Posted by : Karen Sunday, July 03, 2011

It's come up in a number of forums from people new to this journey, and people wanting to embark on doing something new with others, so I thought I'd give it a go and attempt to explain co-ops! I remember well during the 'research and devour' phase of my journey how clueless I felt about many things! So here's a smattering of insight on co-ops:

Simply, a homeschool co-op usually refers to a group of families coming together regularly to share a time of learning and socialisation.

Most of the co-ops I know of (and let's be honest here, the three I know of in the Western Cape!) involve between 5 and 7 families, who meet once a week. The venue usually rotates between members' homes, or can also involve an outing (this year our co-op visited a farm and a cheese factory) and in our co-op, we generally tend to do something along the lines of art/craft/dance/singing.

Usually, groups come together as they share the same curriculum, or are looking for opportunities for their children to socialise, and in all cases I think the co-ops have provided a support network for the mothers involved. In America it also seems quite common to hold co-ops at a neutral venue, but it seems these are for older children, and then subject specific classes are also offered to a range of children.

Christine Alcott, (an author over at, writes this of the advantages of a co-op:
  • Children get a chance to learn in a group setting, rather than a more traditional approach.
  • Children get a chance to meet and socialize with peers
  • Homeschooling families get to know one another.
  • Support - meeting with other people trying to do what you are doing, who know your challenges and frustrations, is priceless
  • A wealth of knowledge - sharing teaching responsibilities means sharing gifts. Maybe you are weak in history. At a coop, someone else may offer classes in World History, Ancient Egypt, or WWII. What a great exchange!
  • A wider view - A group can often do more than an individual. A family alone may not be able to get group rates to museums, plays, and other events. A coop as an entity can often qualify for these things.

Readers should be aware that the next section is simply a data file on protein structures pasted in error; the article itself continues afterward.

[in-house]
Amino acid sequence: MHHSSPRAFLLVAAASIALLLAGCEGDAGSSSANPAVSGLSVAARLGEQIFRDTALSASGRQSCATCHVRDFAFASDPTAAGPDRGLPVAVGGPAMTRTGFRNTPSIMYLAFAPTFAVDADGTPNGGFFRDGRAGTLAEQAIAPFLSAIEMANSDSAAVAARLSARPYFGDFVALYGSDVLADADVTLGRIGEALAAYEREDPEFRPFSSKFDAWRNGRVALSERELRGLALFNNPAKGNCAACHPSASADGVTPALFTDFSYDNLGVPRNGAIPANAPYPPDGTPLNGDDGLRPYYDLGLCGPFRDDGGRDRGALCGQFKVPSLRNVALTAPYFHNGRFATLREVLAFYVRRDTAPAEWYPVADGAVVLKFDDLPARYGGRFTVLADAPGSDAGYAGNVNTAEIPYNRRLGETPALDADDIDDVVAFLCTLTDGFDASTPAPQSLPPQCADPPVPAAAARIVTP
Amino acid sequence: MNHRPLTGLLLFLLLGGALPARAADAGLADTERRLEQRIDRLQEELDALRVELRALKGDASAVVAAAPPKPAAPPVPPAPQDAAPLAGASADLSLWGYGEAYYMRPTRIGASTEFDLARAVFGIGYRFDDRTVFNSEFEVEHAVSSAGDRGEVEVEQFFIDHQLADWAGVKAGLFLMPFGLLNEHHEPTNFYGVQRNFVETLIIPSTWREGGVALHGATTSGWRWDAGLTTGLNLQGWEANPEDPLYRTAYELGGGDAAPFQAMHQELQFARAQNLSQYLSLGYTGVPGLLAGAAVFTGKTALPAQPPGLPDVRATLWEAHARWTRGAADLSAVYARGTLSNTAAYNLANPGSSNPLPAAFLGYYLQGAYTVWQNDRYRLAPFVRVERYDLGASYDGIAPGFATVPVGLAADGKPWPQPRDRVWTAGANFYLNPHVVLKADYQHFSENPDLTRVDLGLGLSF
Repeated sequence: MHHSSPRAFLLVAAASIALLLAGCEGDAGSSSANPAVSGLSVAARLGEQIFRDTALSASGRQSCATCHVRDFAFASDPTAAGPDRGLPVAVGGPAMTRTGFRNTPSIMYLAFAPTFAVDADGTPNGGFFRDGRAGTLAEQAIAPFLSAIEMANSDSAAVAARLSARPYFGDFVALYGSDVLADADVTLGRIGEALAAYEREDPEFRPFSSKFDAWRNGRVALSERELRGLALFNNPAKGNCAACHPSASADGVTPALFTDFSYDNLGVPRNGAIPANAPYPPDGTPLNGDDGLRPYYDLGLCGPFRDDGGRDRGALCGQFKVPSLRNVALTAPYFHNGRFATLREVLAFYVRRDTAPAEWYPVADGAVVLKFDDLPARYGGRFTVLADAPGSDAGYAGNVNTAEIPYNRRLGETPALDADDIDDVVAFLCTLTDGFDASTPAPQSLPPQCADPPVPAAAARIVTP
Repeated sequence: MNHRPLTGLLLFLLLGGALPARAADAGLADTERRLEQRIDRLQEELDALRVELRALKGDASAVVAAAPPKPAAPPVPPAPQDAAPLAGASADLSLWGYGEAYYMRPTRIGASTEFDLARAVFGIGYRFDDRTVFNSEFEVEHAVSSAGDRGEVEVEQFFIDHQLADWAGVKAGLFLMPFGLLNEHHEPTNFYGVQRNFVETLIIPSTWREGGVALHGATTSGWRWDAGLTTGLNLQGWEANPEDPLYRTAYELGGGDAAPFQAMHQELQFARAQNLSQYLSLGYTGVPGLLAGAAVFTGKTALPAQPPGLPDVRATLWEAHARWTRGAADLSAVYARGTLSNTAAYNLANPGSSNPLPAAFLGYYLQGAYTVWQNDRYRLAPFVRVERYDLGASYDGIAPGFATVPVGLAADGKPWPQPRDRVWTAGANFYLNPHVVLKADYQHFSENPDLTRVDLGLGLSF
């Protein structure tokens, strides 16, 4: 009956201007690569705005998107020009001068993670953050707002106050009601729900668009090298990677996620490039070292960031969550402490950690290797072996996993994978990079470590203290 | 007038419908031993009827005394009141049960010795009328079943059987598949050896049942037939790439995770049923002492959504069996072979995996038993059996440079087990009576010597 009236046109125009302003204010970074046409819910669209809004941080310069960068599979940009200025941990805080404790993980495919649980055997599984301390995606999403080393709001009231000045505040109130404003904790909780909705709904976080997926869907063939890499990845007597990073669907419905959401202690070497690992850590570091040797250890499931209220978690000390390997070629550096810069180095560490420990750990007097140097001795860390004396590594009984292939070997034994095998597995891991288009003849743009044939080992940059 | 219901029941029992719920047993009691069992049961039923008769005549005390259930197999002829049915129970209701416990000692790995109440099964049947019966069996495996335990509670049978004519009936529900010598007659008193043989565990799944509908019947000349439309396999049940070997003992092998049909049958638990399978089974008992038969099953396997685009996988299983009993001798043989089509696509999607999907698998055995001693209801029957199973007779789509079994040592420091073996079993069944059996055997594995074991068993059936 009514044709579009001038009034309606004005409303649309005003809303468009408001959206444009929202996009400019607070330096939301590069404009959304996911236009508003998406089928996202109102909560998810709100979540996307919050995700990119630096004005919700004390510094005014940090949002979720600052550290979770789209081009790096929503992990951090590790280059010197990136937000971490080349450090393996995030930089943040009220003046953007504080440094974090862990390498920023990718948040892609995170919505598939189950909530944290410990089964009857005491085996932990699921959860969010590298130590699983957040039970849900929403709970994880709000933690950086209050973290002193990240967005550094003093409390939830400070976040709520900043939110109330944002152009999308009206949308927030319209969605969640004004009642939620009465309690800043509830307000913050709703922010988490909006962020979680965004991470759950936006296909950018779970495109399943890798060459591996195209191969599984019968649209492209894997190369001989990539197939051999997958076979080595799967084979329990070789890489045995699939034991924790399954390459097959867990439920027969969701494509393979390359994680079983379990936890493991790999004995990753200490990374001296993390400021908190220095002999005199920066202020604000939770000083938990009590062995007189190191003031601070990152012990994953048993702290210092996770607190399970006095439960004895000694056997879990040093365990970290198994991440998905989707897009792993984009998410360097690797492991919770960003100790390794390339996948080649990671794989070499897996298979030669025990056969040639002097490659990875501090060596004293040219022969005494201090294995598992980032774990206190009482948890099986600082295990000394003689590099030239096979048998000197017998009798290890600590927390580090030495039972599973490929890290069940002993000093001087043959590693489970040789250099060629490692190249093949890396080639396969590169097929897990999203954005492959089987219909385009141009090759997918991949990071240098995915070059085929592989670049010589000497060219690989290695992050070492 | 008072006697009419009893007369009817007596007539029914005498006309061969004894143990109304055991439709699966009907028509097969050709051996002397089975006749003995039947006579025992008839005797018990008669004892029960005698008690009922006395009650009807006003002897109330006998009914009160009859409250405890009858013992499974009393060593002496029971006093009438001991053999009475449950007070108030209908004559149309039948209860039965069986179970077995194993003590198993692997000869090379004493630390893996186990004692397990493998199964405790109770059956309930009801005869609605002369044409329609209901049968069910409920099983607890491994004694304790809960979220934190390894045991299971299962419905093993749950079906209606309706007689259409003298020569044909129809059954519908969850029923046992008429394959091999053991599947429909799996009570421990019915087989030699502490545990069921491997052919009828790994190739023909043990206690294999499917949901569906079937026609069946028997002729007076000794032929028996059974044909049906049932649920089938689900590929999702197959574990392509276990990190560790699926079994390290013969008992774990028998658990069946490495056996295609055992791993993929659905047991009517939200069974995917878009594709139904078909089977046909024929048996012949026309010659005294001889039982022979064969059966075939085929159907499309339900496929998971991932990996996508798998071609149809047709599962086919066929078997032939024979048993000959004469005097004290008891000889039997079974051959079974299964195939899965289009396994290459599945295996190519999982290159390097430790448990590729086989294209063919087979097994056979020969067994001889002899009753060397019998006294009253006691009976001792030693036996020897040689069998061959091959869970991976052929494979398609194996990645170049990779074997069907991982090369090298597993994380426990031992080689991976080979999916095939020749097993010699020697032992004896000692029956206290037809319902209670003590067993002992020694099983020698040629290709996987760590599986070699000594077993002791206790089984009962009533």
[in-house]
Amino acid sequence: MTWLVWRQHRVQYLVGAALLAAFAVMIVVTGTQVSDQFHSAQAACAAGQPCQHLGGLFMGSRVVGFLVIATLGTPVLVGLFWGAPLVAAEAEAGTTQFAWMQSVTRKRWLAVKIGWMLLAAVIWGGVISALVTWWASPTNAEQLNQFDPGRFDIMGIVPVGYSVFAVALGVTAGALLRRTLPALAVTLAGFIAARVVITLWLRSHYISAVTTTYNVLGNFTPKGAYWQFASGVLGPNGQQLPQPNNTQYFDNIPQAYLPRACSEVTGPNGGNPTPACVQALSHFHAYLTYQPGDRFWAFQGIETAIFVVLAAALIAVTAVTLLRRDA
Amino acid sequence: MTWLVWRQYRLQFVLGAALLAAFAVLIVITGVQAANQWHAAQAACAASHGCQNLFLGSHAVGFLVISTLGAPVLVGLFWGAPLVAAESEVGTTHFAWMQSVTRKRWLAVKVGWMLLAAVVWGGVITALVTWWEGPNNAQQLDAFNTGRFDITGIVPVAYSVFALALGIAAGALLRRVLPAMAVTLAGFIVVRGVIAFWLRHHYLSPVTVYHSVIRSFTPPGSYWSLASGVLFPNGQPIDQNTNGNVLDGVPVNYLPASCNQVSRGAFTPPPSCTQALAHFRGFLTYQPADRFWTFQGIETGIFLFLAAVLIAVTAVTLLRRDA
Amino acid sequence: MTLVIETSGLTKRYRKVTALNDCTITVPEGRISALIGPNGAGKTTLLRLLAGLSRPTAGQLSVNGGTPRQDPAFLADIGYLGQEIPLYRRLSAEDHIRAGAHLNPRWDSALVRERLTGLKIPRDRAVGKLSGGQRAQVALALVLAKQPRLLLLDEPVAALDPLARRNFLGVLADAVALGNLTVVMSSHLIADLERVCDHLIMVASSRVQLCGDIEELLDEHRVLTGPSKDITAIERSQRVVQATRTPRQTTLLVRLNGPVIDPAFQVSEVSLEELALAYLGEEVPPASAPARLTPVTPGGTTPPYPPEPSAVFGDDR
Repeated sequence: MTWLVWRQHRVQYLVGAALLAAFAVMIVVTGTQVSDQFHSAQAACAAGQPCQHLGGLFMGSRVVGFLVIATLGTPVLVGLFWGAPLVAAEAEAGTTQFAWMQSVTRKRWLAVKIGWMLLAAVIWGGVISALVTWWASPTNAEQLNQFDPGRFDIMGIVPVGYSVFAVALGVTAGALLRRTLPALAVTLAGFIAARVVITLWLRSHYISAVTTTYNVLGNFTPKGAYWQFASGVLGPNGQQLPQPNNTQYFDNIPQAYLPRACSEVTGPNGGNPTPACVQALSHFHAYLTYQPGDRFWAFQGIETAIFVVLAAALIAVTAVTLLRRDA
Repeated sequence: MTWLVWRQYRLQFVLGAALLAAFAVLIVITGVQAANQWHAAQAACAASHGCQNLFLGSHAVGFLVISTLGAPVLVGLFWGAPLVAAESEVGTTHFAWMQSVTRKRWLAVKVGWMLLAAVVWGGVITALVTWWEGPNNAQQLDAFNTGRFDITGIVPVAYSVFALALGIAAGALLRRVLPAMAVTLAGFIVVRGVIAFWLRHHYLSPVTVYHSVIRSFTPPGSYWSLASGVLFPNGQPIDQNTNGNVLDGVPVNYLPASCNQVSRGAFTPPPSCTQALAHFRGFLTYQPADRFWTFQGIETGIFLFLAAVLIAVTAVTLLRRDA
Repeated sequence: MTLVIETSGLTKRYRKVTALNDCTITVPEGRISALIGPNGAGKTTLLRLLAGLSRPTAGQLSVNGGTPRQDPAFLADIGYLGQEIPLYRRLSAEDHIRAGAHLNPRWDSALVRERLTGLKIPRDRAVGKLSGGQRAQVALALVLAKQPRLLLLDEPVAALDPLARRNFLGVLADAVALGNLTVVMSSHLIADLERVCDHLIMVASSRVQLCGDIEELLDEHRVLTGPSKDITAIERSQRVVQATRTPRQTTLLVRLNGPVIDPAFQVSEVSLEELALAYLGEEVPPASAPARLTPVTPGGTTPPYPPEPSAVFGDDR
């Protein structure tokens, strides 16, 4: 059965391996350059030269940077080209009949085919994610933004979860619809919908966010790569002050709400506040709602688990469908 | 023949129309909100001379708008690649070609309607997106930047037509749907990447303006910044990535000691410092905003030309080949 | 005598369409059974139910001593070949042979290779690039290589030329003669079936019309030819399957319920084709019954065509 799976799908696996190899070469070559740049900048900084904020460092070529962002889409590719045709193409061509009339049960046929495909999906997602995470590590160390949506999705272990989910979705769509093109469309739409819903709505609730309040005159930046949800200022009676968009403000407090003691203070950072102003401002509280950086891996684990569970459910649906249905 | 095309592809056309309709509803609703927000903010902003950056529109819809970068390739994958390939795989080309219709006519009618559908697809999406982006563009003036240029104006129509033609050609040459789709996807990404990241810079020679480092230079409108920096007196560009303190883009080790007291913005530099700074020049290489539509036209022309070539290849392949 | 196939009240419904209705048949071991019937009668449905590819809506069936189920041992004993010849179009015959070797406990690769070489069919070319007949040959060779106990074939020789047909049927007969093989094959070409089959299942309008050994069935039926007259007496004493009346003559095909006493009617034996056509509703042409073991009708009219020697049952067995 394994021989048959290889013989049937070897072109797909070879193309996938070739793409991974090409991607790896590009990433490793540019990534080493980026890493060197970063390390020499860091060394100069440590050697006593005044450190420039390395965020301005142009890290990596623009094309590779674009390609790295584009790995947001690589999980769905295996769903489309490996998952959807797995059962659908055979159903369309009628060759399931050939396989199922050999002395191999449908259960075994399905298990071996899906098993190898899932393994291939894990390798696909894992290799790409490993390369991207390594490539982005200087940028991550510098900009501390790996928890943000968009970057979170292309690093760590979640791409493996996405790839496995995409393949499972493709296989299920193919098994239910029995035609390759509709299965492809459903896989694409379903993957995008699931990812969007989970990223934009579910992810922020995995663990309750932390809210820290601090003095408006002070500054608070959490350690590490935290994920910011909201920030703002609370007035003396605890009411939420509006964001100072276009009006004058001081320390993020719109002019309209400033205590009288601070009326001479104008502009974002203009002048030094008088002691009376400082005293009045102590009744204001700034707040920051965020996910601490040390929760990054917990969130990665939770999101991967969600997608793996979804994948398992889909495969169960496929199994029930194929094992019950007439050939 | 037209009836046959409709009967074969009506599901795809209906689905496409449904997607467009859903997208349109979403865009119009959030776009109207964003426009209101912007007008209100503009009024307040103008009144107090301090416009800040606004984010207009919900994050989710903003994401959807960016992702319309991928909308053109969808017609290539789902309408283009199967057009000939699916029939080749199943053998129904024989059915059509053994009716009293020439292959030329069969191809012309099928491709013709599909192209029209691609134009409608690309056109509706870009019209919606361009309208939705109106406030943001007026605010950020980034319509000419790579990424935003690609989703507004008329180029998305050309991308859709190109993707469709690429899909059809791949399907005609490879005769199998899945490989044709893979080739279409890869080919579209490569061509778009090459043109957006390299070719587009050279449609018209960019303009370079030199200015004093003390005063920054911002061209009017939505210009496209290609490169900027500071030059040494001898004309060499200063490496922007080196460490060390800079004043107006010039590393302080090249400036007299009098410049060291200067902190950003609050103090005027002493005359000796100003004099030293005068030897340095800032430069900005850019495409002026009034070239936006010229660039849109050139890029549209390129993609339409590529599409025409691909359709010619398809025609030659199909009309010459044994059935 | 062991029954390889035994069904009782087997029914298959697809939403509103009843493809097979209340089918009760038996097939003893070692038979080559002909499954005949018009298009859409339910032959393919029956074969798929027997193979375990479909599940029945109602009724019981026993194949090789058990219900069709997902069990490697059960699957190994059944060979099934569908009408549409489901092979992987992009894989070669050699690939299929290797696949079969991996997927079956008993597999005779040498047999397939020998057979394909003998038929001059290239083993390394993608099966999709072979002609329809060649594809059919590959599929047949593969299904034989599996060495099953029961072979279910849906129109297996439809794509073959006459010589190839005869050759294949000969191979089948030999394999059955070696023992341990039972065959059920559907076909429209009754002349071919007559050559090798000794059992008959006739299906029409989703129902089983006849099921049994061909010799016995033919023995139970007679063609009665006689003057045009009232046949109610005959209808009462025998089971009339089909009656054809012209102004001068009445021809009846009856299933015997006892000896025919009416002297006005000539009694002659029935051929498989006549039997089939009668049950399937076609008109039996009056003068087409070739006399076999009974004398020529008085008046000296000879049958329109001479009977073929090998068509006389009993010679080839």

aving advantages usually means having disadvantages, as well, and she goes on to explore these:
  • Responsibility - Coops are not "Mom's Day Out". Parents must usually help plan or teach. Teaching a science class for 15 children may involve a lot more preparation than teaching the same material for your own child. This can be difficult.
  • Philosophy - Many coops have a basic philosophy concerning their purpose in education. It is important to make sure your own style or beliefs are compatible with those of the coop. For example, if you do not attend church, a faith-based coop would not normally be a good match.
  • Personalities - Being a part of any group means being able to get along with others. Make sure you can get along with group members. You do not have to be everyone's best friend, but if there is someone you will clash with terrible, this can be a hard situation.
  • Committment - Coops are smaller groups, and usually rely on members to remain members, at least for the duration of a set of classes. Do not join unless you are serious about committing, at least for while (Read more at Suite101: Homeschooling Coops: Pros and Cons | )
She also presents some ideas of what to do before you join one -
  • If you find a coop you are interested in, get to know some members. Find out what their experience has been with the coop. If you can, visit a class during the coop. See what kind of structure and order there is. Do the children seem to be engaged? Having fun? Do the parents seem organized?
  • Read the coop's mission statement or registration form. Consider if their philosophy works with yours. Understand fees involved. These might range from a small fee-per-class to more hefty yearly or semesterly fees. Are the fees per child, or per family?
  • Understand what is expected of each family. Make sure you are willing to make that commitment.

Are you feeling inspired? Go on over here  or here to read up on some tips to follow if you're wanting to start one. Frugal Homeschooling has also posted a comprehensive page on all you need to know about co-ops too - a must see! One need not have to do it once a week either - this lady designed one to replace a week of the American summer camps which can get pricey.

Personally? Although I've only been a member of a co-op for about 5 months, I've loved watching my kids find their feet and make new friends, and I've loved the brainstorming that happens between the moms when a moment can be snatched to talk. I would recommend finding one to join, or even starting one - and remember, if you're struggling to find people to commit to a once a week even, try something once a month to begin with.

Good luck!

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